Wednesday, March 14, 2012
Tip #2: Play Games During Class
Your students may sometimes play games with you, but why not play games with them? I have found that playing games in the classroom is one of the best ways to engage even harder to reach students. Sometimes they may even admit that they enjoyed the day's lesson. You can offer an extra incentive for those that win but most of the times if students ask what they get if they win, I jokingly say "A sense of accomplishment." They may give you a strange look after hearing your answer, but by the end of class that is usually enough for them.
Different games work well for different occasions. Here are some games I play regularly with my students:
Tic-Tac-Toe: When I have 5-10 minutes left of class after a lesson, review tic-tac-toe always works well. I divide the class into two groups and ask questions about that day's lesson, marking X's or O's on the board if the team answers the questions correctly.
Bingo - Bingo games are good for reviewing terms or key words before a test or at the end of the unit. An example that works great is my Advanced Color Bingo. This has really helped my students identify color schemes and how to mix colors.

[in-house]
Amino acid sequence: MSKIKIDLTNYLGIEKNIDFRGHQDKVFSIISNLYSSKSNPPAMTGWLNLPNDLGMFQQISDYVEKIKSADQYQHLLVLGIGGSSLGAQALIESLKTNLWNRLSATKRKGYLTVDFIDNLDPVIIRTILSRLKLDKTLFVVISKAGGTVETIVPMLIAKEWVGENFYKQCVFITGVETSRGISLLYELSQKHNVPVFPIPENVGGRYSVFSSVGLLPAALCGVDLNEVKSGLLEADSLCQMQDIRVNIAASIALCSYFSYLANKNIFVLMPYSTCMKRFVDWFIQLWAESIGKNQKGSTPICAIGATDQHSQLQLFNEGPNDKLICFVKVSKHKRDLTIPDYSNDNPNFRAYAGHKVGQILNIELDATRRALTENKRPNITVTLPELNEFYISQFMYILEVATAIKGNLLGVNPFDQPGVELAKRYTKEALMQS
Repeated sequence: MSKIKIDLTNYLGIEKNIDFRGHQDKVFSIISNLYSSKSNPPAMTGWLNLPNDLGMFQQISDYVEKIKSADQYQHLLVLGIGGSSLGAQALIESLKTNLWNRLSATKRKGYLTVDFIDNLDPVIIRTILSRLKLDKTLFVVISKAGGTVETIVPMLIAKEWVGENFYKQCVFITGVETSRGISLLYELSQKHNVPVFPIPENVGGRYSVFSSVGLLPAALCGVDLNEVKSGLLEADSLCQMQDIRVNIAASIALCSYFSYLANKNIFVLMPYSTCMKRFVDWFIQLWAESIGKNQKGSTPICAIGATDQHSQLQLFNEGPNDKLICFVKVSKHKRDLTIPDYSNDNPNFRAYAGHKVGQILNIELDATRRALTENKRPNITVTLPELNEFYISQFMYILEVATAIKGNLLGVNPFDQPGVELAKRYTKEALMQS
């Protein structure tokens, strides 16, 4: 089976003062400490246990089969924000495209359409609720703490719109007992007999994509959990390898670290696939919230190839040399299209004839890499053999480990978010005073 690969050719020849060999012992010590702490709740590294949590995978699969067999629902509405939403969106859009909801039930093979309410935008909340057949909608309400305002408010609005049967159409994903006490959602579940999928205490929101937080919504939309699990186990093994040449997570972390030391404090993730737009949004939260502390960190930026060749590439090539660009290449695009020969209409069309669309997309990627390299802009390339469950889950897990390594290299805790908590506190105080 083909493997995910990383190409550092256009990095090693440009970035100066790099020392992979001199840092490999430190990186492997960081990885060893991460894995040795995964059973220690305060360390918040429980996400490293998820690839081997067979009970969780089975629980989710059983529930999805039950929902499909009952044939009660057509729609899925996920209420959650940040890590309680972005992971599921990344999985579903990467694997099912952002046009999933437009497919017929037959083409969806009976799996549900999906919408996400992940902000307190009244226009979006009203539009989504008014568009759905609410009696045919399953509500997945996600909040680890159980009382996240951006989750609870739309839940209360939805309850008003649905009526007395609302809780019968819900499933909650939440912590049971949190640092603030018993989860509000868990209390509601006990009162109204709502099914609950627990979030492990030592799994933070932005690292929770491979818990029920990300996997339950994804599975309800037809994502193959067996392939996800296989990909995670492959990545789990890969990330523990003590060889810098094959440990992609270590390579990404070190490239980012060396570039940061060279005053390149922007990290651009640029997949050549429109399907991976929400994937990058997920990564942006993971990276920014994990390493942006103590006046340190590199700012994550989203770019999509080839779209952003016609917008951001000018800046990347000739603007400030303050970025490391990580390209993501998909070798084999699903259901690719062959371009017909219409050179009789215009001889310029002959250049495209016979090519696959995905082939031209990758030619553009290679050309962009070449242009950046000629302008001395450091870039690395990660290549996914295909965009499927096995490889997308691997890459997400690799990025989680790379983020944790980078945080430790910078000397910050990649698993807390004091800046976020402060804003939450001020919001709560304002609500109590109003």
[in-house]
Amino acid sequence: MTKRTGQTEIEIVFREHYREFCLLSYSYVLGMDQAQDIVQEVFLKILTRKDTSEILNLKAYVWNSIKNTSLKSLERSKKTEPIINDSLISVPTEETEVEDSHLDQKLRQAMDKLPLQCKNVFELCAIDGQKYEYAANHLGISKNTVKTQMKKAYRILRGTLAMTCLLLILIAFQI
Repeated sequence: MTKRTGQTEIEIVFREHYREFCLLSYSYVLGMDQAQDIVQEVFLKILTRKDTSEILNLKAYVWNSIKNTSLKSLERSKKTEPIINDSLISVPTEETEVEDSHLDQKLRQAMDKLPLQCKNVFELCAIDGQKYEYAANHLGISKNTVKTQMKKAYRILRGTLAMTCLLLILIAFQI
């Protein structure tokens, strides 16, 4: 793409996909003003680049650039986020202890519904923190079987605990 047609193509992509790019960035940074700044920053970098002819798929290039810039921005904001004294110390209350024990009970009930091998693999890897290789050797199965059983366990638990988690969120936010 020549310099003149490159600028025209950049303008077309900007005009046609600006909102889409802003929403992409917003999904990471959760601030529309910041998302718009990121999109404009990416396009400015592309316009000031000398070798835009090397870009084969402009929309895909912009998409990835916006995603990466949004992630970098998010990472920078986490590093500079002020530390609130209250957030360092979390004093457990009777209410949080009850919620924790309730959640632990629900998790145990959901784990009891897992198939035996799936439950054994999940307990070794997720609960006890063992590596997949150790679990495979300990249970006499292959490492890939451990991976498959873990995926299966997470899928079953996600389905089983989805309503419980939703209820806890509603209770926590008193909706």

Jeopardy®- Probably every teacher has played some form of this game with their class. It's perfect for reviewing material. For low tech classrooms whiteboards work perfect for this or if you have more technology available, you can create a PowerPoint template like my Black History Jeopardy.
Basketball Review - This game works well for classes that love sports. I use the trashcan as the basket and a crumpled up piece or two of paper as the ball and divide the class into teams. I give two points for a correct answer and students can turn the two points into a three pointer by shooting the ball into the basket.
Memory - Memory games are perfect for matching two items that go together such as math problem and answers, dates and events, people and descriptions. I usually tape note cards to my board with the clues and have students go up and flip two at a time. For a smaller group or center, print out cards and have small groups play together.
Design Your Own - Get creative and make up your own unique game. This will prevent students from referring back to unusual rules or how they played in the past with other teachers or classrooms. Here is a unique, free Zoo Animal Math Game. Download other free game templates here which suggest Biblical games but these templates would work well for any subject matter.
I would love to hear from others. What games do you enjoy playing in your classroom?
- Lesson Lady